The inbox has coughed up several letters on the same topic.
Reader 1: A co-worker sounds like she has hairballs. She coughs and then sounds like she's throwing up at the end, and never even says "excuse me." She said she went to the doctor and is taking medicine, but I wish she would stay home!!! How are the rights of a sick employee balanced against the rights of those who wish to remain well?
Reader 2: The employee in the office next to mine has a horrible smoker's cough that ends in gagging. People on the phone and clients can hear it, and she reeks of smoke. It is hard not to be judgmental, because my father died young of lung cancer from smoking.
Reader 3: For months, my cube neighbor has had a dry hacking cough, eight hours a day. I leave work stressed out and angry, and dread arriving in the morning. I told the office manager about my frustration and the adverse effect it has on my ability to work. She said she has sent him home many times, and he has no more sick leave. He has also been sent to HR. He says that he suffers from asthma and allergies, but that this cough (in his opinion) is not related. To my knowledge, he hasn't seen a doctor.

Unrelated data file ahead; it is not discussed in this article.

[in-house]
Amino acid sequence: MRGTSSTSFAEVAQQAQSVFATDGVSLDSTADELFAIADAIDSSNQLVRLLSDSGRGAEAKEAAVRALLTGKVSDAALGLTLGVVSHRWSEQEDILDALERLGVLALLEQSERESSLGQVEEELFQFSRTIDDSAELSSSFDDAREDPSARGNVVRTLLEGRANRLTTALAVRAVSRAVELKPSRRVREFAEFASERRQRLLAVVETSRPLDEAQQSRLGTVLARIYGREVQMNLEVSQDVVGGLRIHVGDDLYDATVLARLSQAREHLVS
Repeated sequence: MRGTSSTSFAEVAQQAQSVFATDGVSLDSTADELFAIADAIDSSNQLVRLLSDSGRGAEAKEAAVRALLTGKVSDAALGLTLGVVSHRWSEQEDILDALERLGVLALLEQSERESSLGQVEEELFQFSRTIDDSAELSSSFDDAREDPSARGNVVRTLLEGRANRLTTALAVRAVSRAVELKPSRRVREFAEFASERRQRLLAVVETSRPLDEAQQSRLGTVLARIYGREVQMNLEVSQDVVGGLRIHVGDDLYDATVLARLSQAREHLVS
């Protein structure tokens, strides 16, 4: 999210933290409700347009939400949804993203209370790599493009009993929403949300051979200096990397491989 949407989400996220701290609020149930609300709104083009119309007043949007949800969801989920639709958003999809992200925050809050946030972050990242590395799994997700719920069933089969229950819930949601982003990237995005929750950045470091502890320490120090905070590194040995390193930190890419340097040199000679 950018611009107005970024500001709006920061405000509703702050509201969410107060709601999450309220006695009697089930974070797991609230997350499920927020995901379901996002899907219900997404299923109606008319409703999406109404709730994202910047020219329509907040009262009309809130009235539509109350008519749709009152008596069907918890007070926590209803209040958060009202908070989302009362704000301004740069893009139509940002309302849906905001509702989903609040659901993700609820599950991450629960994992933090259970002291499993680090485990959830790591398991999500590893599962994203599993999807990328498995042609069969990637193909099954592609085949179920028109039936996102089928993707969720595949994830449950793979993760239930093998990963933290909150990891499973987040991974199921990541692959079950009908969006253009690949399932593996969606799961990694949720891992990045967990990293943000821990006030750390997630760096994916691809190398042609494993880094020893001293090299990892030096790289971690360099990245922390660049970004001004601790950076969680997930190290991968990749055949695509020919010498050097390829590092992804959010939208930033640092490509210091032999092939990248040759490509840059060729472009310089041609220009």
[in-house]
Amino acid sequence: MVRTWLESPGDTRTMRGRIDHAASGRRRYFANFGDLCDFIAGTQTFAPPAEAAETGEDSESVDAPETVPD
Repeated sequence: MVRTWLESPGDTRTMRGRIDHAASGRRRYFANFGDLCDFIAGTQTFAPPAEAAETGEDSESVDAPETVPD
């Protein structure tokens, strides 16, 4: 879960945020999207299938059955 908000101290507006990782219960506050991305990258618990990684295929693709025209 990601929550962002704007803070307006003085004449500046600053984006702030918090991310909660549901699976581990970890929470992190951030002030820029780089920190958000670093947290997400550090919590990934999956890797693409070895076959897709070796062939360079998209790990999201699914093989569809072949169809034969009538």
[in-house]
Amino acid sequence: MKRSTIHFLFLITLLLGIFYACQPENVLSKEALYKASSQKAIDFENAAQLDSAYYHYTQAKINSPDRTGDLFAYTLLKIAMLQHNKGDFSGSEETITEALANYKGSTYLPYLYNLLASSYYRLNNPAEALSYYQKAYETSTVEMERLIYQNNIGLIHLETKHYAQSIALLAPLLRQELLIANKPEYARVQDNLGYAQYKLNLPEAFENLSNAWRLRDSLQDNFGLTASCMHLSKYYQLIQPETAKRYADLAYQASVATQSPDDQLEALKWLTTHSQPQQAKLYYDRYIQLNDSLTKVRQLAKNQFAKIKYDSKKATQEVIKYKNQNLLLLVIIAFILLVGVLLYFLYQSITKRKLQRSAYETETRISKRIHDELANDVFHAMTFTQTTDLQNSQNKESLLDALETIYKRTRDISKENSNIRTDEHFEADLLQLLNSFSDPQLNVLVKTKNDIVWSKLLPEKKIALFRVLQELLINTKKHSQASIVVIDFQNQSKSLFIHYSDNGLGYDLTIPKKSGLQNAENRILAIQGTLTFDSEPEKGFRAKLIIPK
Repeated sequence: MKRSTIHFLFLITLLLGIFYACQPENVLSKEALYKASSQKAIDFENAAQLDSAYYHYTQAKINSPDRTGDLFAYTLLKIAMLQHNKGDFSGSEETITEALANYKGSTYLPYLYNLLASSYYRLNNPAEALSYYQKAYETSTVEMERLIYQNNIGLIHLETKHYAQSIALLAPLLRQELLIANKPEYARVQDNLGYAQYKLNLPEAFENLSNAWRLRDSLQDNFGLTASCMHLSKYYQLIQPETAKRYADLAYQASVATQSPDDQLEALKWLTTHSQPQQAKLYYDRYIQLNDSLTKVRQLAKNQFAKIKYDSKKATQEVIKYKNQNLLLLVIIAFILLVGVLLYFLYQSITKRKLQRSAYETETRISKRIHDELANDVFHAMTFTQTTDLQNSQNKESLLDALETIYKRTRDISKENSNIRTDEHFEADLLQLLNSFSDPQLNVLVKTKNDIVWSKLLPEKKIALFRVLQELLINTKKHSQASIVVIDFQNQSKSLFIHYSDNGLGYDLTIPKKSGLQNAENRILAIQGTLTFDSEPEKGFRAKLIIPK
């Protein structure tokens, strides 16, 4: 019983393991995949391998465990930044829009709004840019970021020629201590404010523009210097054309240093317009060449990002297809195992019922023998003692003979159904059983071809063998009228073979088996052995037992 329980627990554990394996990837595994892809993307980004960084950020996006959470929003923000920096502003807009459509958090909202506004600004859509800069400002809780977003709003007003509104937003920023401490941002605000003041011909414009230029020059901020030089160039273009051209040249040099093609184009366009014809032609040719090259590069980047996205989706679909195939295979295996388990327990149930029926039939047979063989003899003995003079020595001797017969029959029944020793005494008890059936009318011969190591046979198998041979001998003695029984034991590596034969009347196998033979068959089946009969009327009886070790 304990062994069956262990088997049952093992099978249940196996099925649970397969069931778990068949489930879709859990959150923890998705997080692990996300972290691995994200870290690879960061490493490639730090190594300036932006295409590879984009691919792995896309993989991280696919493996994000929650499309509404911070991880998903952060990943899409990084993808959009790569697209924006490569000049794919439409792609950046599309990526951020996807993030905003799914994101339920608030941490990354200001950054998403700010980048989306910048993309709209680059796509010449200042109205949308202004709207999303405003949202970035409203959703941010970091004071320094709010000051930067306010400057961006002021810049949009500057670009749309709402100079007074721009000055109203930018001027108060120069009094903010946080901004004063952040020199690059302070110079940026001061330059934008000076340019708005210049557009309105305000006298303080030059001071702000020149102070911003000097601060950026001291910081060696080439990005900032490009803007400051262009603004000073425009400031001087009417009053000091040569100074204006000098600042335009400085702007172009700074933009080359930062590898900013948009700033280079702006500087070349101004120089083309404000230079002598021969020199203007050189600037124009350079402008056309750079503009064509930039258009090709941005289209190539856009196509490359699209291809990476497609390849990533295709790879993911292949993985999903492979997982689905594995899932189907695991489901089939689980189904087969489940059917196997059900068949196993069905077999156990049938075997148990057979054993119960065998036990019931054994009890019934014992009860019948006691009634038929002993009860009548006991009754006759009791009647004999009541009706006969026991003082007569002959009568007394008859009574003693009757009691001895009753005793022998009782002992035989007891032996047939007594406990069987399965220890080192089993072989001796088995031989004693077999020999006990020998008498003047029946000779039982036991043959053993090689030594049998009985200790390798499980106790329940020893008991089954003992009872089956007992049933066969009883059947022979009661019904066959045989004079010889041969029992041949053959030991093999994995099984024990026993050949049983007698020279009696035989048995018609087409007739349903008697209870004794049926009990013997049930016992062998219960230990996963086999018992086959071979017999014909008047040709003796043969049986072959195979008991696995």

A: Flu season, dry air, pollutants, nervous tics, barnyard upbringing . . . whatever the cause, a barking co-worker can drive you barking mad.
Infectious or not, constant coughers should do what they can to curtail the consternation they cause colleagues — including lozenges, soothing drinks, medical care and telecommuting.
Managers should be willing to entertain reasonable temporary solutions: the aforementioned telecommuting, or desk swaps, or setting up quiet space for client calls. And they should avoid trying to diagnose a worker's condition — besides triggering the protections afforded by the Americans With Disabilities Act, it's presumptuous — and focus on the work environment. Similarly, complaining co-workers should focus on disrupted productivity, not opinions about the cougher's health or habits.